The Fresh Loaf

News & Information for Amateur Bakers and Artisan Bread Enthusiasts

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suzisweet's picture

Please help with sweet bread issue at my bakery!!

Good day all!

I have a very small town bakery. We have been open for just 5 short weeks. Things have been going well if you do not include lack of sleep and family time!! 

Seeing as I and one other person do all of the making and baking; we have tried hard to come up with ways to save time and produce more. Things aren't bad there either with one familys' prized recipe and creation called the "Birdie Bun". (Picture is a mini version of our bun.) It is a sweet yeast dough that is allowed to rise, then is shaped into a bird, proofed, egg washed and baked. We also use the same dough for a handful of other items....sticky buns, cinnamon rolls and our very well selling tomato rolls.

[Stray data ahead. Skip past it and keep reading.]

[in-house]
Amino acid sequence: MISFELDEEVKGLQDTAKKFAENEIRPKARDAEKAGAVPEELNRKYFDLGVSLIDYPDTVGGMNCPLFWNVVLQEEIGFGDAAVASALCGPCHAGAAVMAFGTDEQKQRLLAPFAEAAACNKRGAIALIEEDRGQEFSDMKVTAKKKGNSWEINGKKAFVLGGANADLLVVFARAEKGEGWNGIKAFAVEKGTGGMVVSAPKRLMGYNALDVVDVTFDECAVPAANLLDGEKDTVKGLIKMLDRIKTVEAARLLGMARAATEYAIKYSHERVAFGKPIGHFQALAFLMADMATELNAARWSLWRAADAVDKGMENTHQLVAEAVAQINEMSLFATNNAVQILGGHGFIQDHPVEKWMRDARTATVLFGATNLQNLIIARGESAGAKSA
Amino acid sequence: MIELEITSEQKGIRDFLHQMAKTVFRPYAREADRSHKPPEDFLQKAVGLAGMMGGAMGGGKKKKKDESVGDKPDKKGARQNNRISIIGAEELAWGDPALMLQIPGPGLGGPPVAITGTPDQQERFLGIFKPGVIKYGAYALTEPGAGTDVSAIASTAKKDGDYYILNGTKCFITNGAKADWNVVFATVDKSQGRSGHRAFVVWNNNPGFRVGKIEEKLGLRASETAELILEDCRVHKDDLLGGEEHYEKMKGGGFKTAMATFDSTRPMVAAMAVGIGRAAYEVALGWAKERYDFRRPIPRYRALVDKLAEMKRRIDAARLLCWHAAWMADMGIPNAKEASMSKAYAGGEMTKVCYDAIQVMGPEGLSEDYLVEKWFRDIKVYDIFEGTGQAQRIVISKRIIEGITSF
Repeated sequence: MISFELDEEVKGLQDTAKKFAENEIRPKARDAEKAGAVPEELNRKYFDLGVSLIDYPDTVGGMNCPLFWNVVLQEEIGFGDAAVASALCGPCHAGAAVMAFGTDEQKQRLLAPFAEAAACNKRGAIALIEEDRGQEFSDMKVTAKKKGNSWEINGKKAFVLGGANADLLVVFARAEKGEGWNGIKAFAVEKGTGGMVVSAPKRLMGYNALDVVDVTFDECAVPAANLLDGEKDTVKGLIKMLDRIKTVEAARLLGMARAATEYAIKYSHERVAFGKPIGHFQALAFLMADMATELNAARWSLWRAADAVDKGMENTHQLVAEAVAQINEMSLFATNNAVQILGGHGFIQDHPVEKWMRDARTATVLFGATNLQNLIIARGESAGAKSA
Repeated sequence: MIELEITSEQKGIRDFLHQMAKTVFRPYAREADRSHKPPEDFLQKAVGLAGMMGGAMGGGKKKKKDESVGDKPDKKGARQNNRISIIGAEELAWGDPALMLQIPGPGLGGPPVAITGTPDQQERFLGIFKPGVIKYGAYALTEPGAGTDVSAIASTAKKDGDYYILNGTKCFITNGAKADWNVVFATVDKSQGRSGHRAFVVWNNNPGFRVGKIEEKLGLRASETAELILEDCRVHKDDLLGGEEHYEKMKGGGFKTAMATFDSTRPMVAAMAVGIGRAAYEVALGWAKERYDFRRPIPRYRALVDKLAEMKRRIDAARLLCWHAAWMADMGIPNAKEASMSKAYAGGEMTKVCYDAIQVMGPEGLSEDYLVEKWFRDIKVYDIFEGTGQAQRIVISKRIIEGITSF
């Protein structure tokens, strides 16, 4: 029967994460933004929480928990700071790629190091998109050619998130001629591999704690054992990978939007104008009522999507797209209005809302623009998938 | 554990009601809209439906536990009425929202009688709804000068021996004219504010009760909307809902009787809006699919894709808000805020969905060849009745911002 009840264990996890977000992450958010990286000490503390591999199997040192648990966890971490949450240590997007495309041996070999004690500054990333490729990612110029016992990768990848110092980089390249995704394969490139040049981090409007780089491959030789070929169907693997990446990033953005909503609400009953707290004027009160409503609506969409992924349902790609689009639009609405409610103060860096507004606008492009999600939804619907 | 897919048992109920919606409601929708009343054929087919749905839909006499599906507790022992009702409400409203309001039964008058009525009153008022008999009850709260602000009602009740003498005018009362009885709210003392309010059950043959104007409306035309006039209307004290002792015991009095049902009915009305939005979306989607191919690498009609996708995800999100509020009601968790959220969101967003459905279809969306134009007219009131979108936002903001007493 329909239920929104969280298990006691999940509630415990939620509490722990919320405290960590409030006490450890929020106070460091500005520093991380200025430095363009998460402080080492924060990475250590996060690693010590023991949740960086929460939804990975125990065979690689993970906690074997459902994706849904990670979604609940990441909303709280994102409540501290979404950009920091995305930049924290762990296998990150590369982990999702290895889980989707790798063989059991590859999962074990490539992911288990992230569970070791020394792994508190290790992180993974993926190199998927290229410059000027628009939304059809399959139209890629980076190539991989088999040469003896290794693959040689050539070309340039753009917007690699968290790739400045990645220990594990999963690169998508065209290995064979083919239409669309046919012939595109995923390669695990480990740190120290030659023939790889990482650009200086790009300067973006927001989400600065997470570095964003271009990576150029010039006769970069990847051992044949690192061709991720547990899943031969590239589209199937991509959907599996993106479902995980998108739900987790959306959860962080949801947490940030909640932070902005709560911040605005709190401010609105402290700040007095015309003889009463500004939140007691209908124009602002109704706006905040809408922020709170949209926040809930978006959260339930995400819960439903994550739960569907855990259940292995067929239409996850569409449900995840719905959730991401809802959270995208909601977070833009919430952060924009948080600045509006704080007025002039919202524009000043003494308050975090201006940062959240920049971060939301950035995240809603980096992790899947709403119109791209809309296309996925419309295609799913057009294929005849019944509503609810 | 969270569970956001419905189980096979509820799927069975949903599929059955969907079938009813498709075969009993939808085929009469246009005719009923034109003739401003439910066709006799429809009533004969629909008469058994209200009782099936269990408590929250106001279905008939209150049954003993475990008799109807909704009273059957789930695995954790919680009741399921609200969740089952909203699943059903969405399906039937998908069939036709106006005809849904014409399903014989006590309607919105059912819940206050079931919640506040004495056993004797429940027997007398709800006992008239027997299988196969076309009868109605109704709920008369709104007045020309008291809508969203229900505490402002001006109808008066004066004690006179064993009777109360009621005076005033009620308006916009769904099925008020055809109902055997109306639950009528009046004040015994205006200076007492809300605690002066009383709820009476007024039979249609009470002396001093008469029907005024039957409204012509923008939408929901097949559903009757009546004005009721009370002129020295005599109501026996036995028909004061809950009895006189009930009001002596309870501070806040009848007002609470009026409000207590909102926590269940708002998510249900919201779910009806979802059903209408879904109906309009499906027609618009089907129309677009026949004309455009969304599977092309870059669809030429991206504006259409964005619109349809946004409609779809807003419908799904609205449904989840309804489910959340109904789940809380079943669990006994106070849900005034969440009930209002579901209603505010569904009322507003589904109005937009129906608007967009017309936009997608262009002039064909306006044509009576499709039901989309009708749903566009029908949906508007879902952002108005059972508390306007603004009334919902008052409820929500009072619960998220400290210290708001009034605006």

Here lies the problem....